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By gregdaugherty1
August 21, 2015
stacks of textbooks on shelves
Rostislav Sedlacek—Getty Images/iStockphoto

Given the cost of college today, any assistance helps. And, fortunately, when the assistance comes in the form of a scholarship, there's an added bonus: It’s usually not considered taxable income.

For a scholarship to be tax-free, it needs to meet a few conditions, however. Among the key ones:

  1. You must be a degree candidate at an eligible educational institution. That’s defined by the IRS as “one whose primary function is the presentation of formal instruction and that normally maintains a regular faculty and curriculum and normally has a regularly enrolled body of students in attendance at the place where it carries on its educational activities.” In other words, most real colleges.
  1. The money must go toward what the IRS calls “qualified education expenses,” such as tuition, mandatory fees, and required books and supplies. Room and board doesn’t qualify. Nor does travel.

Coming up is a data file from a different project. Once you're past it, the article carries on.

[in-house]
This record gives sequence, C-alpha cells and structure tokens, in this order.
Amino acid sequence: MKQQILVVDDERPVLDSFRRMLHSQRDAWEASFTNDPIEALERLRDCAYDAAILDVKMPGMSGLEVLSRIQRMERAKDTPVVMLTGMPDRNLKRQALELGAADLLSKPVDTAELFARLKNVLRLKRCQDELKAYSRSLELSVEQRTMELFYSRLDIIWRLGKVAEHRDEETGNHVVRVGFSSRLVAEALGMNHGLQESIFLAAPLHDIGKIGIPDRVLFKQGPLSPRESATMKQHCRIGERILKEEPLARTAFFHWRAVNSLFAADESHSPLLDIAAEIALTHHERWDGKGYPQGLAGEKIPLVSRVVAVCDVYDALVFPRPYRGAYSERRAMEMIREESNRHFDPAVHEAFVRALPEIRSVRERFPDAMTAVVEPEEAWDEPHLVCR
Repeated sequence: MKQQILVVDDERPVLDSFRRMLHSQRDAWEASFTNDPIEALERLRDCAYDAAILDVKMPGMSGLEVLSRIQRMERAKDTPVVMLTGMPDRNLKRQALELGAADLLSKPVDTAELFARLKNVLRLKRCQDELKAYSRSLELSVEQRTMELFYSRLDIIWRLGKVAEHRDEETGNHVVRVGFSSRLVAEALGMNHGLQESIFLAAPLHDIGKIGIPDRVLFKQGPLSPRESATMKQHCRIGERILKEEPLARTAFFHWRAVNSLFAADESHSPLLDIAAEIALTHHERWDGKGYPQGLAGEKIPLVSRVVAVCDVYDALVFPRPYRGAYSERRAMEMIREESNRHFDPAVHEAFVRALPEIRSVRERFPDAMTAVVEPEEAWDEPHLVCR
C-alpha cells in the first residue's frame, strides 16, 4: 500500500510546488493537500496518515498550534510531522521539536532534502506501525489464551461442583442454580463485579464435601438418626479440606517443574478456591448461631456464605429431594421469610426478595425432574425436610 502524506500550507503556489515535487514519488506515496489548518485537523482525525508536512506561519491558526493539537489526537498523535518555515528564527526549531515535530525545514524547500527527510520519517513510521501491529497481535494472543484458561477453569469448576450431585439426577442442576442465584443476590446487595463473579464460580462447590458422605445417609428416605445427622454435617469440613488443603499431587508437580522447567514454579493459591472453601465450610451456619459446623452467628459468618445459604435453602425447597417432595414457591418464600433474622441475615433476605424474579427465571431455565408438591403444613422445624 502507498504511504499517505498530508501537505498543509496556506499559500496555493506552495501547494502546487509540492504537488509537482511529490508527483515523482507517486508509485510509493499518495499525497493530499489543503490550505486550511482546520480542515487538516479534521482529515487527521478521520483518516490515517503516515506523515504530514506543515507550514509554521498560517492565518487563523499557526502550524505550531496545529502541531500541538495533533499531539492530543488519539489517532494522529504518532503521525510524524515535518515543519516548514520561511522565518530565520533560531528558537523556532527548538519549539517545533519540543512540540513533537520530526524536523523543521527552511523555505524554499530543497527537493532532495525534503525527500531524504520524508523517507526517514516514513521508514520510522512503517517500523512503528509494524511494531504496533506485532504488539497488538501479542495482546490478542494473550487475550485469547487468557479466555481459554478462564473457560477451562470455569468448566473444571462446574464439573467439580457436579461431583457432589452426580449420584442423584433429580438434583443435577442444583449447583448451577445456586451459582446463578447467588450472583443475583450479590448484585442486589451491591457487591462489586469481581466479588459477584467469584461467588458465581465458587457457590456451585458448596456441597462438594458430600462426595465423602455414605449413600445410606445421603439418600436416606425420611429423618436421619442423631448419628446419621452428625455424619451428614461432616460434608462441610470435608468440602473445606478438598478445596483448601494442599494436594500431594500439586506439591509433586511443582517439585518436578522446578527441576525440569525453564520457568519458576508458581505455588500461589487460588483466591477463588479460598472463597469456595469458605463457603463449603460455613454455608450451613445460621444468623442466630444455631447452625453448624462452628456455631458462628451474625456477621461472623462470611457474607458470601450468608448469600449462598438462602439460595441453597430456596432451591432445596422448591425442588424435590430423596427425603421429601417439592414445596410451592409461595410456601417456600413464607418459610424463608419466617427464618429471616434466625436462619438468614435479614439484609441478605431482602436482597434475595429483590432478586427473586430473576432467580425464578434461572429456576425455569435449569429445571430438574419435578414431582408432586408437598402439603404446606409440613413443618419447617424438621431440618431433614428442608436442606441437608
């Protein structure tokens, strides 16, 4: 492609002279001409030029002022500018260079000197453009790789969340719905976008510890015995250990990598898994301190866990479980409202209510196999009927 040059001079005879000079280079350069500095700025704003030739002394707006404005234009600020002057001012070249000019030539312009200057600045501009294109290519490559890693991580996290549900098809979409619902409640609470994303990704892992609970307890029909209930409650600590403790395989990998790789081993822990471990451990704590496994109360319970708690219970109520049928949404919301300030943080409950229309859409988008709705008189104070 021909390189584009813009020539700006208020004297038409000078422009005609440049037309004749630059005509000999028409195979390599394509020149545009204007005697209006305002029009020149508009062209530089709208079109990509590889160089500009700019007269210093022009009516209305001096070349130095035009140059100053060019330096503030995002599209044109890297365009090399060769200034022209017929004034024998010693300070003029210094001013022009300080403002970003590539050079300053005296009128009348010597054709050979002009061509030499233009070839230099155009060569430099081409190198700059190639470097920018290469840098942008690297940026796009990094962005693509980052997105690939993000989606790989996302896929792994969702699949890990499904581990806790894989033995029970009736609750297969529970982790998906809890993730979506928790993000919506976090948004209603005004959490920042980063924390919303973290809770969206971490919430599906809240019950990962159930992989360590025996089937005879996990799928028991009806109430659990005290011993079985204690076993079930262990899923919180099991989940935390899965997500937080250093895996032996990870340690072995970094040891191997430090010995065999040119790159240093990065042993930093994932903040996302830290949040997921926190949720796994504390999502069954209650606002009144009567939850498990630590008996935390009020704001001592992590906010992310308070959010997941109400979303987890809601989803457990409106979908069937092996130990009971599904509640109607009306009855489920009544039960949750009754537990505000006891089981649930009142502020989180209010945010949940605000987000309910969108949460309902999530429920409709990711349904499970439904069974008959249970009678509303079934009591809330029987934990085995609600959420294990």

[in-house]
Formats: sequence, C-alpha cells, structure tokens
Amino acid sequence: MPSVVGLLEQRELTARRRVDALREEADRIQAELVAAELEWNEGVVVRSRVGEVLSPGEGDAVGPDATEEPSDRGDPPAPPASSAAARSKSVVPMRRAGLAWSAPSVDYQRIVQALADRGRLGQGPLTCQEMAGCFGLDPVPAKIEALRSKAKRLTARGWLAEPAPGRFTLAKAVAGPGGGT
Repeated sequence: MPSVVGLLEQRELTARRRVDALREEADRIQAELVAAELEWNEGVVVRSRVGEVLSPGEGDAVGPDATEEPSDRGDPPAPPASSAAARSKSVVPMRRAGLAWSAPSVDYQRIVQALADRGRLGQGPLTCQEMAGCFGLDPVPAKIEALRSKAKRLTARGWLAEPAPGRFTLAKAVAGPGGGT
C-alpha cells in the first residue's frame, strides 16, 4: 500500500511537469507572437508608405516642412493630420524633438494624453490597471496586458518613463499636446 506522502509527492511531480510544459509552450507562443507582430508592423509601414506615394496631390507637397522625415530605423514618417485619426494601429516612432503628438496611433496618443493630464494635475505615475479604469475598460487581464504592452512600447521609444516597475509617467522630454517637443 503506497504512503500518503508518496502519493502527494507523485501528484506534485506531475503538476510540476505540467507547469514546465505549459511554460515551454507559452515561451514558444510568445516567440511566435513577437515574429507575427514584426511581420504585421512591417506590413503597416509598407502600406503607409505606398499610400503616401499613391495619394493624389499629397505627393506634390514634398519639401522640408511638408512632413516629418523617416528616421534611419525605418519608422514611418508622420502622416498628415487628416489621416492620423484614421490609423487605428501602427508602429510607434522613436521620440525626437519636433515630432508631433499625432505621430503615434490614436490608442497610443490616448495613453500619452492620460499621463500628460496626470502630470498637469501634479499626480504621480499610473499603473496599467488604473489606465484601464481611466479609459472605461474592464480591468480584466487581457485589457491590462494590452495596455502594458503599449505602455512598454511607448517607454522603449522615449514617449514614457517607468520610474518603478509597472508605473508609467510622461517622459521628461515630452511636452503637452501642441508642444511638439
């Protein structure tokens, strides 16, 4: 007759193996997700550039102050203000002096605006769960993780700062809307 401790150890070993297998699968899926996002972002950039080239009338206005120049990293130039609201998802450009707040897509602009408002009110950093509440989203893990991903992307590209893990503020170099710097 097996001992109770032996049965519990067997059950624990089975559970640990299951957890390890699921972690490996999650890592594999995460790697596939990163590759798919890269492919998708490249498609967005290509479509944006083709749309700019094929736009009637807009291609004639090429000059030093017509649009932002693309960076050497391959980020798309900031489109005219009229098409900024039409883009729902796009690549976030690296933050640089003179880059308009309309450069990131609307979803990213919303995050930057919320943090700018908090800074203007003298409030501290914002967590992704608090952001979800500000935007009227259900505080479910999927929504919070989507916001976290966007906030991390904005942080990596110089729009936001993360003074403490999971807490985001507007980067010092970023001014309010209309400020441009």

If part of the scholarship involves payment for services, such as teaching or research, that portion is generally considered taxable. The scholarship provider should send you with a W-2 form around tax time each year, showing the amount that represents taxable compensation.

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The IRS explains all these rules and a few exceptions in Publication 970.

For more advice on paying for college, and to create a customizable list of colleges based on criteria such as size, selectivity, and affordability, visit the new Money College Planner.